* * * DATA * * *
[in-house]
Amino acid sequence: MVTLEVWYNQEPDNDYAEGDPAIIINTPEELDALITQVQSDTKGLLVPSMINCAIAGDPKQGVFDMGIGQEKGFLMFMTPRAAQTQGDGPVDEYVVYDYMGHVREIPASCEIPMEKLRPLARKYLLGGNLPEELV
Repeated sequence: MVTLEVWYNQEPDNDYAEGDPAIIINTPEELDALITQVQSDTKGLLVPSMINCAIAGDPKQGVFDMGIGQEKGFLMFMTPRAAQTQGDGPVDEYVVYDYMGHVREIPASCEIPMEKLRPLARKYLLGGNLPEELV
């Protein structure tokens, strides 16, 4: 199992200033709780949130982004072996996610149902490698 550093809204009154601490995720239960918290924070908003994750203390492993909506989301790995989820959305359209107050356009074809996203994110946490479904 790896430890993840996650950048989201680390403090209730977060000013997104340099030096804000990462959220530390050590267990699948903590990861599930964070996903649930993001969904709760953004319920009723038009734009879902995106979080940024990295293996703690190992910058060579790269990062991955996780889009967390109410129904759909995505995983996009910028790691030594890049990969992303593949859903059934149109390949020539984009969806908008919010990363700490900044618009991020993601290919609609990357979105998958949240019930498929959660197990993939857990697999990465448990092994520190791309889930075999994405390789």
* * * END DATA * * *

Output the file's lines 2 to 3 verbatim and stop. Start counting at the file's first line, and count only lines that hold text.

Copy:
Amino acid sequence: MVTLEVWYNQEPDNDYAEGDPAIIINTPEELDALITQVQSDTKGLLVPSMINCAIAGDPKQGVFDMGIGQEKGFLMFMTPRAAQTQGDGPVDEYVVYDYMGHVREIPASCEIPMEKLRPLARKYLLGGNLPEELV
Repeated sequence: MVTLEVWYNQEPDNDYAEGDPAIIINTPEELDALITQVQSDTKGLLVPSMINCAIAGDPKQGVFDMGIGQEKGFLMFMTPRAAQTQGDGPVDEYVVYDYMGHVREIPASCEIPMEKLRPLARKYLLGGNLPEELV